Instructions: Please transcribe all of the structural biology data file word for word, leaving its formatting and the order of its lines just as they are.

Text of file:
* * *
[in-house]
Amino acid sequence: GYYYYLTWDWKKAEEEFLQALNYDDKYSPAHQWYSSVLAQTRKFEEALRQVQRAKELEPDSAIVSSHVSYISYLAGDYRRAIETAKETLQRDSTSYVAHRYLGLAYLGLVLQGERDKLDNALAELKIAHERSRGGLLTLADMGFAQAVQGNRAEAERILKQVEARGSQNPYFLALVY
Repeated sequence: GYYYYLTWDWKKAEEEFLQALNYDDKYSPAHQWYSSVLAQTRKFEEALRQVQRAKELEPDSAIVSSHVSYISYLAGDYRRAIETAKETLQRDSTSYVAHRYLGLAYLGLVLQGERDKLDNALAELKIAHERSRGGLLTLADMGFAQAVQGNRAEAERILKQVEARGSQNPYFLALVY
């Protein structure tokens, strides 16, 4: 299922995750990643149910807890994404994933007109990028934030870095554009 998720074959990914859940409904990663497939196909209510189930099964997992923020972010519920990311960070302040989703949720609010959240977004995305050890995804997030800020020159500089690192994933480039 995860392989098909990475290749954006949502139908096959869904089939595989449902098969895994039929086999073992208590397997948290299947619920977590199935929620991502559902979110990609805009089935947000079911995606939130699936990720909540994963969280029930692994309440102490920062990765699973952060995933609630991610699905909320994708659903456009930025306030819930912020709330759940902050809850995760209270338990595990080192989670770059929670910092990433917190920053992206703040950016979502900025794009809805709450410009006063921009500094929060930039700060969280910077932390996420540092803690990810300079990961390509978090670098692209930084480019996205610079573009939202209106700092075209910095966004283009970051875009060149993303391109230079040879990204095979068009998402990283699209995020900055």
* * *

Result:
[in-house]
Amino acid sequence: GYYYYLTWDWKKAEEEFLQALNYDDKYSPAHQWYSSVLAQTRKFEEALRQVQRAKELEPDSAIVSSHVSYISYLAGDYRRAIETAKETLQRDSTSYVAHRYLGLAYLGLVLQGERDKLDNALAELKIAHERSRGGLLTLADMGFAQAVQGNRAEAERILKQVEARGSQNPYFLALVY
Repeated sequence: GYYYYLTWDWKKAEEEFLQALNYDDKYSPAHQWYSSVLAQTRKFEEALRQVQRAKELEPDSAIVSSHVSYISYLAGDYRRAIETAKETLQRDSTSYVAHRYLGLAYLGLVLQGERDKLDNALAELKIAHERSRGGLLTLADMGFAQAVQGNRAEAERILKQVEARGSQNPYFLALVY
């Protein structure tokens, strides 16, 4: 299922995750990643149910807890994404994933007109990028934030870095554009 998720074959990914859940409904990663497939196909209510189930099964997992923020972010519920990311960070302040989703949720609010959240977004995305050890995804997030800020020159500089690192994933480039 995860392989098909990475290749954006949502139908096959869904089939595989449902098969895994039929086999073992208590397997948290299947619920977590199935929620991502559902979110990609805009089935947000079911995606939130699936990720909540994963969280029930692994309440102490920062990765699973952060995933609630991610699905909320994708659903456009930025306030819930912020709330759940902050809850995760209270338990595990080192989670770059929670910092990433917190920053992206703040950016979502900025794009809805709450410009006063921009500094929060930039700060969280910077932390996420540092803690990810300079990961390509978090670098692209930084480019996205610079573009939202209106700092075209910095966004283009970051875009060149993303391109230079040879990204095979068009998402990283699209995020900055």